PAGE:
What Do the Different Bread Tag Colors Mean?

Those colorful tags and twist ties don't just keep your bread fresh — they also have an important meaning.

Mixture of colored best date tags used on bread bags
Photo: Ross Gordon Henry/Shutterstock

Anyone who has ever bought bread before has likely seen the colorful tags or twist ties that seal the bag — and if you're like us, you maybe even kept a drawer full of them to secure other bags later. But did you know that those bread tags serve another purpose beyond just keeping your bread fresh?

The colors of the tag actually tell you how fresh the bread at your grocery store or bakery is. It may sound crazy, but the different colors actually correspond to the day of the week that the bread was baked and placed on shelves.

What Do the Bread Tag Colors Mean?

While the different colors are mostly there to help employees know when to refresh the bread on the shelves, knowing what the bread tags and ties symbolize can also help you shop smarter. While there isn't a universal schedule for the coordinating colors, this is the schedule that most grocery stores use:

Monday: Blue
Tuesday: Green
Thursday: Red
Friday: White
Saturday: Yellow

There is no corresponding color for Wednesdays and Sundays because many bakeries take those days off from production.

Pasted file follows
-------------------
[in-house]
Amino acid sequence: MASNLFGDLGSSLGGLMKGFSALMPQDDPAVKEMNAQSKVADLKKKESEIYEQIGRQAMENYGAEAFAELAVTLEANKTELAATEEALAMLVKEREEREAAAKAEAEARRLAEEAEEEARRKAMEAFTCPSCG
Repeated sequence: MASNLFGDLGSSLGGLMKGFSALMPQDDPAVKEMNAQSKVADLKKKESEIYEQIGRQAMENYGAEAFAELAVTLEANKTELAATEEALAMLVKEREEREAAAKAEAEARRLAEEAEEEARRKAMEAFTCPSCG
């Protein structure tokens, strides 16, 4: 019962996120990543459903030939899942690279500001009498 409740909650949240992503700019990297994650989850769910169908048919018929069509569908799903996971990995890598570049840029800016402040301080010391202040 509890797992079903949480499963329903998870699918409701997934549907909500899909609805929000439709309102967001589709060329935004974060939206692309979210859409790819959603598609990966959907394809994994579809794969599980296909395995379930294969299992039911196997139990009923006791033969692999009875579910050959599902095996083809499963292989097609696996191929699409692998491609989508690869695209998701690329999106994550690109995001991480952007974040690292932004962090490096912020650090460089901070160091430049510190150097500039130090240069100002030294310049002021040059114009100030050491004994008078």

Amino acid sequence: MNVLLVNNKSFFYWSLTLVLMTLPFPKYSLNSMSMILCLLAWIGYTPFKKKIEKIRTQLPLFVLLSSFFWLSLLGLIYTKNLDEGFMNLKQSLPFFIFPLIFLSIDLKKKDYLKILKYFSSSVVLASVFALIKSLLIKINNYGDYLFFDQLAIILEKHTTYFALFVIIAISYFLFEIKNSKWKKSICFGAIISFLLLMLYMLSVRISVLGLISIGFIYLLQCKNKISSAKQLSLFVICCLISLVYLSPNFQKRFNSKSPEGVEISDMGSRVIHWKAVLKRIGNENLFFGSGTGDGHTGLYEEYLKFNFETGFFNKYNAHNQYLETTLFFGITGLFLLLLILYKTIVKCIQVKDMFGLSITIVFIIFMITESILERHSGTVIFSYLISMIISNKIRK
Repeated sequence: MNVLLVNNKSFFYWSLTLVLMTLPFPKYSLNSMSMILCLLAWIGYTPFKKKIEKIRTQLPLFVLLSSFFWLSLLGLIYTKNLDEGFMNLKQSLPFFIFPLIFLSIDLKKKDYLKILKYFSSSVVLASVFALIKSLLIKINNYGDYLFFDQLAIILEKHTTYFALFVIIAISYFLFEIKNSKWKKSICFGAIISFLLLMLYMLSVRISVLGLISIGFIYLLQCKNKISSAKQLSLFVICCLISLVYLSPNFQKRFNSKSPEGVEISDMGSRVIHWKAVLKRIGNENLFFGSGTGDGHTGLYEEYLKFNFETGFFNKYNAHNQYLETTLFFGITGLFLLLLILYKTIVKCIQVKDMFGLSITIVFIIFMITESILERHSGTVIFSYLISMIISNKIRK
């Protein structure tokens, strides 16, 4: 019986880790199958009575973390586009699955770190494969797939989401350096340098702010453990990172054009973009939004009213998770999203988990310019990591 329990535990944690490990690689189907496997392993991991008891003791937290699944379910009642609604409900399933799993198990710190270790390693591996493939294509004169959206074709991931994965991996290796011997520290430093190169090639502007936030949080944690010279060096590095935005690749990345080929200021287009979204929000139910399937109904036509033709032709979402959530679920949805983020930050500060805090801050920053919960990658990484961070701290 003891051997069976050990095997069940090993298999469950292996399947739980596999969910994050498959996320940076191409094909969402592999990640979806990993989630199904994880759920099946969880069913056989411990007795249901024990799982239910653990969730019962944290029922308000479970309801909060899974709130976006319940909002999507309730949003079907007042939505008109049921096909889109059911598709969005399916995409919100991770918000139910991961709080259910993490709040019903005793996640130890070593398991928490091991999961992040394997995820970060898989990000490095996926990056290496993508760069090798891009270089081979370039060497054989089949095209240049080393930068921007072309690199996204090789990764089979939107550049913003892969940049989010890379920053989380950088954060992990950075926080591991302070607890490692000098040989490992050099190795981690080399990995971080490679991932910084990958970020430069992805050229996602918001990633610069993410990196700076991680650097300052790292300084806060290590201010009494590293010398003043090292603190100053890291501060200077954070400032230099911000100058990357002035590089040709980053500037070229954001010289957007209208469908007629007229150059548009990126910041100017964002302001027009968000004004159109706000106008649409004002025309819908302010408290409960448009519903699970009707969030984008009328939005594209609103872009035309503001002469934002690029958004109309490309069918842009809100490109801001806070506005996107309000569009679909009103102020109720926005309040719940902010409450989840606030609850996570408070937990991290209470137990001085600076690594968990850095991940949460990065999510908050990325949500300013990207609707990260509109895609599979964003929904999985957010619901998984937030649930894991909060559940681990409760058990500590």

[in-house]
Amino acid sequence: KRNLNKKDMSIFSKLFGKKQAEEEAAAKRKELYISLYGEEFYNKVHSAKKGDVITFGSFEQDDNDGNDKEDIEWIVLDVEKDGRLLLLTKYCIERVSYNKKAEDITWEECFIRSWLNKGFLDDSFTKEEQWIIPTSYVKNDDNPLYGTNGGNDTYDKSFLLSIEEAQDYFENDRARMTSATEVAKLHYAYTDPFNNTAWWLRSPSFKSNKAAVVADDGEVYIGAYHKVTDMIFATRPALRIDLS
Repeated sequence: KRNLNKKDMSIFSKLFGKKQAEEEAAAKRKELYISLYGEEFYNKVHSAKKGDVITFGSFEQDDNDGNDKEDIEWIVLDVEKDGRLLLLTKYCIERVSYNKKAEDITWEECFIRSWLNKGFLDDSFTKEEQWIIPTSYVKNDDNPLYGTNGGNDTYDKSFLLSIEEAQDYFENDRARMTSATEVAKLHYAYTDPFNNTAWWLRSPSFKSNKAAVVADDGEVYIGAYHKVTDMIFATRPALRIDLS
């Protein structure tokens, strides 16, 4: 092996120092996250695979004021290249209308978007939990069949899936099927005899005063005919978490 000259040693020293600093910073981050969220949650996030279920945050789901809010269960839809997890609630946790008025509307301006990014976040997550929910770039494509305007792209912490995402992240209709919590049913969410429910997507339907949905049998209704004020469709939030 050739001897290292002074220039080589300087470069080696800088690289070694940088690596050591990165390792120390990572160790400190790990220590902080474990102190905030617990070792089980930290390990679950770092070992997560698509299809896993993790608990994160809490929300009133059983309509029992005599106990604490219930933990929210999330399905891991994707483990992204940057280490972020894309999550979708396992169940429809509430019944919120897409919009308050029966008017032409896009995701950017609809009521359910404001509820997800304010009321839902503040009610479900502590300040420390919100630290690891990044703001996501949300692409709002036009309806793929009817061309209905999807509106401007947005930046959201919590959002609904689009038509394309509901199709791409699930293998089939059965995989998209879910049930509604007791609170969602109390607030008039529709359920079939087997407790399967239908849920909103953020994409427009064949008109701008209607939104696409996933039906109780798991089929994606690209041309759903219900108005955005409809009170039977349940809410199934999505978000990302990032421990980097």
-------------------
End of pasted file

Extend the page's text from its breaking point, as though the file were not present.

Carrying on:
We know memorizing that schedule can be hard and pulling out your phone to look it up every time you're at the grocery store can be tedious, so luckily, there's an easy way to remember it. The schedule actually goes in alphabetical order. On Monday (the first day of the week) it's blue, on Tuesday (the second day of the week) it's green, and so on.

How To Choose the Freshest Loaf of Bread

Now that you know this tag secret, use it to pick out the freshest bread every time you shop. When looking for a loaf, always try to pick one that was baked and packaged that same day or the day before. Try not to go more than two days out from the baking day — unless you're planning on using it immediately or making a recipe that calls for stale bread.

For example, if you're shopping on a Friday, look for a white or red tag on the bread and steer clear of any yellow or blue tags. Sometimes you'll get lucky and see a colored tag that also has a best-by date on it. If that's the case, opt for the freshest loaf with the latest best-by date.

It's also important to note that this schedule applies to freshly baked bread that's either made in-house or brought in from a bakery. Your Pepperidge Farm or Nature's Own bread probably won't follow this pattern. However, some manufacturers might follow a different pattern too. So, when in doubt, always look for the best-by date somewhere on the bag (or even on the tag.)

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